NEW YORK--(BUSINESS WIRE)--Fitch Ratings has assigned a 'AA+' rating to the following State of Minnesota bonds:
--$11,805,000 state general fund appropriation bonds taxable series 2016A (Lewis and Clark Regional Water System Project).
The bonds are expected to sell through competitive bid on Oct. 19, 2016.
In addition, Fitch has affirmed the following ratings:
--The state's Issuer Default Rating (IDR) at 'AAA';
--$7 billion in outstanding state general obligation (GO) bonds at 'AAA';
--$1 billion in state general fund appropriation bonds series 2012B, 2014A and 2014B at 'AA+';
--$79 million in State of Minnesota certificates of participation (COPs), series 2014 (legislative office facility project) at 'AA+';
--$95 million in St. Paul Port Authority (State of Minnesota Office Building) lease revenue bonds at 'AA+'.
The Rating Outlook is Stable.
The bonds are secured by a legislative general fund appropriation for debt service.
KEY RATING DRIVERS
The 'AA+' rating, one notch below the state's IDR, reflects the slightly higher degree of optionality associated with payments that are subject to appropriation.
The state's 'AAA' IDR reflects Minnesota's solid and broad-based economy, a revenue structure well designed to capture economic growth, a low liability burden, and strong control over revenues and spending that, in conjunction with a sophisticated approach to reserve funding, leaves the state exceptionally well positioned to manage throughout the economic cycle while maintaining a high level of financial flexibility.
Economic Resource Base
Minnesota's economy is broad based and resembles that of the nation, although the manufacturing, education and health services, and financial activities sectors are somewhat more important than the national average. The state's population of about 5.5 million is well educated and wealth levels are above average. Population growth is moderately slower than the U.S. pace.
Revenue Framework: 'aaa' factor assessment
Minnesota's revenues have shown solid growth even after adjusting for the impact of tax increases. Fitch believes that revenue growth prospects continue to be strong. The state has complete independent legal control over revenues.
Expenditure Framework: 'aaa' factor assessment
Fitch expects that the natural pace of Minnesota's spending growth, driven by education and Medicaid funding demands, will be generally in line with to marginally above revenue growth and require ongoing budget management. The state has ample flexibility to control spending.
Long-Term Liability Burden: 'aaa' factor assessment
Minnesota's combined debt and unfunded pension liability is a low burden on resources, in line with the state median as measured against personal income. GO debt amortization is rapid and other post-employment benefit obligations are minimal.
Operating Performance: 'aaa' factor assessment
Minnesota has shown significant financial resilience through downturns and a strong commitment to bolstering its financial position as conditions improve. The state historically has relied on non-recurring budget-balancing measures at times of recessionary weakness, with positive performance during recoveries allowing for timely replenishment of reserves and repayment of deferred school aid. Although revenue volatility has increased as capital gains have become a larger part of the state's tax receipts, the state has materially strengthened its approach to reserve funding in response.
The rating is sensitive to changes in the state's IDR, to which it is linked. The IDR is sensitive to the state's ongoing strong budget management, including adherence to well-developed reserve funding policies, as well as Fitch's expectations for continued strong economic and revenue growth prospects and a low long-term liability burden.
The bonds are secured by a continuous general fund appropriation for debt service; the appropriation will remain in place for the life of the bonds unless the legislature affirmatively chooses to repeal it. Debt service is also subject to the governor's unallotment powers. In the event of such repeal or unallotment, the bonds would be cancelled. The risk of legislative repeal of the appropriation is inherent in appropriation-backed debt and reflected in the rating below that of the state's IDR. In addition, despite historical use of executive unallotment powers by the state, debt service has not been affected. Fitch would expect an issuer of the strong credit quality of Minnesota to continue to protect its debt service obligations.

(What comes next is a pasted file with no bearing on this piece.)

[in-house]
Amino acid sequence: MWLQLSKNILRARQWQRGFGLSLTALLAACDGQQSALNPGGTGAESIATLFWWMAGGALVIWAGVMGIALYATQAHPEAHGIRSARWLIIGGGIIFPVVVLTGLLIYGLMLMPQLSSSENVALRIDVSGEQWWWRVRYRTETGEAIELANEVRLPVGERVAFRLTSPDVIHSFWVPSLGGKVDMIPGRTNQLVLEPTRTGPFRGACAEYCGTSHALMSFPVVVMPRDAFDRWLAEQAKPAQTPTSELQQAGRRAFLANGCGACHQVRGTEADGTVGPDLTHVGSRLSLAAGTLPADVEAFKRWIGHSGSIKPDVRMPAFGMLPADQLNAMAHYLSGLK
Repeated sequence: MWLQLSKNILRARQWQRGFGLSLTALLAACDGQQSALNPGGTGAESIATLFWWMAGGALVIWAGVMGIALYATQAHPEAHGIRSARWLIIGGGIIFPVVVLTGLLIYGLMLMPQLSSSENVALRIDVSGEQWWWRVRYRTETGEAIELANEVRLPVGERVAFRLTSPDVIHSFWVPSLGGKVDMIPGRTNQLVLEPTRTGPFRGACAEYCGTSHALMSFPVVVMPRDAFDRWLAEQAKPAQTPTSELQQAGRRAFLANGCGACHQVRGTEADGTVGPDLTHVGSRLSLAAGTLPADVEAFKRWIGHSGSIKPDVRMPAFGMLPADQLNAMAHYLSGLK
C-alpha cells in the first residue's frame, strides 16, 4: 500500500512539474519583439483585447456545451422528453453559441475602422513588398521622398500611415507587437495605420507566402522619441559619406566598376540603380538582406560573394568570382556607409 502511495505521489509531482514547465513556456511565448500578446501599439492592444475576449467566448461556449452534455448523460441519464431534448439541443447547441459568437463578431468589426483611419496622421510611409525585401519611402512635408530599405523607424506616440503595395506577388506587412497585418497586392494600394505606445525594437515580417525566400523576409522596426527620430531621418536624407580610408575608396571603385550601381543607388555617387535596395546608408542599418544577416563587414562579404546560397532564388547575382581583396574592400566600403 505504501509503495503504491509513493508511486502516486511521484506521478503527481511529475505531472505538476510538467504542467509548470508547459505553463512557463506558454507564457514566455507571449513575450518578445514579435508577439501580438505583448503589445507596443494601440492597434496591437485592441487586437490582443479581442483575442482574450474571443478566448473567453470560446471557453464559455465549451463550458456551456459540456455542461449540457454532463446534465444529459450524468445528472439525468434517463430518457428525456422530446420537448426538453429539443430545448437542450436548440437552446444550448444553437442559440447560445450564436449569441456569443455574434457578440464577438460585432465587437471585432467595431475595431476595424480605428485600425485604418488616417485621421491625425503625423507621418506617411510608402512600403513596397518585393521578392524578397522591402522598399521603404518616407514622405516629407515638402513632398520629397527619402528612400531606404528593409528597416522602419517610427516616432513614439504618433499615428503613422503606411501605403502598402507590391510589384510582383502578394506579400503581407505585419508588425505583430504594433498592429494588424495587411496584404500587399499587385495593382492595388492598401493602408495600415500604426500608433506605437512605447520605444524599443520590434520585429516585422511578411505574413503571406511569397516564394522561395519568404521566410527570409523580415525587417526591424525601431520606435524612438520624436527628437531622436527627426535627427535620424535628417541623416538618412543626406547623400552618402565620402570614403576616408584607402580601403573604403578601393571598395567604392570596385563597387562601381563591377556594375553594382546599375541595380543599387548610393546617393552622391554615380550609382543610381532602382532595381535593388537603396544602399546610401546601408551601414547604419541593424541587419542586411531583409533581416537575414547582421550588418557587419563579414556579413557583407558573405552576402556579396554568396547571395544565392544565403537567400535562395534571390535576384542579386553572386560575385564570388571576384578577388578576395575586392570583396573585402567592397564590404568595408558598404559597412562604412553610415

Bond proceeds will fund costs related to the Lewis and Clark Regional Water System project. The state legislature approved the issuance of state general fund appropriation-backed bonds for the project up to $19 million of net proceeds. As is the case for the state's series 2014 and 2012 state general fund appropriation bonds, which funded the Vikings football stadium and refunded tobacco securitization bonds issued for deficit financing in the downturn, the state's commissioner of management and budget was authorized to issue general fund appropriation bonds for this project under statutes that include a standing general fund appropriation for debt service.
State's General Credit Quality
Minnesota's economy is balanced, with positive wealth indicators and demographic strengths. The Minneapolis-Saint Paul area serves as a major regional center, and robust growth in the educational and health services sector has made that an increasingly significant part of the state economy.
The state experienced job losses less severe than those of the U.S. in the Great Recession, while the state's employment recovery has been generally consistent with that of the U.S. The unemployment rate remains well below that of the nation; the state believes that Minnesota is currently essentially at its full employment potential, which could serve to moderate growth.
Minnesota's general fund revenues are diverse, consisting of individual and corporate income, sales, and property taxes. Personal income tax revenues make up about 54% of all general fund tax revenues, and sales tax revenues another 27%.
The state's income and sales taxes respond quickly to changes in economic conditions. On average, tax revenues have grown at a pace about the rate of national economic growth. Fitch expects this trend to continue.
Like most states, Minnesota has the independent legal ability to raise operating revenues without any external approval required. The state's comparatively high taxation levels appear to be well balanced by high services.
Budget forecasting and management mechanisms are strong, with reviews of economic and revenue forecasts in February and November of each year.
Minnesota's general fund spending is primarily for K-12 education (about 42% of expenditures), higher education (7%), and health and human services (30%).